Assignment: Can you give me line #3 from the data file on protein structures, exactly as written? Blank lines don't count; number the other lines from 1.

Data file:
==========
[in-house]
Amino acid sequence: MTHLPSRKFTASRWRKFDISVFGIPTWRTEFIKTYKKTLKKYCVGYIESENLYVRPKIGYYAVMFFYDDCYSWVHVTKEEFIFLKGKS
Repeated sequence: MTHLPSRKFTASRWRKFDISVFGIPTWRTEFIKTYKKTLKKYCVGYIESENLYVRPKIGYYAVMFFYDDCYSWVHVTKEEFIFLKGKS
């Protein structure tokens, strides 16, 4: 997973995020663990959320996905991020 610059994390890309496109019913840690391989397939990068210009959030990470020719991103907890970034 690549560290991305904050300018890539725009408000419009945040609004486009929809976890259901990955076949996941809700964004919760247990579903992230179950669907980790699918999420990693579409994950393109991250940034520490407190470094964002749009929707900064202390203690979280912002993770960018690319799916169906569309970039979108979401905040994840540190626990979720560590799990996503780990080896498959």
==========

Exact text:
Repeated sequence: MTHLPSRKFTASRWRKFDISVFGIPTWRTEFIKTYKKTLKKYCVGYIESENLYVRPKIGYYAVMFFYDDCYSWVHVTKEEFIFLKGKS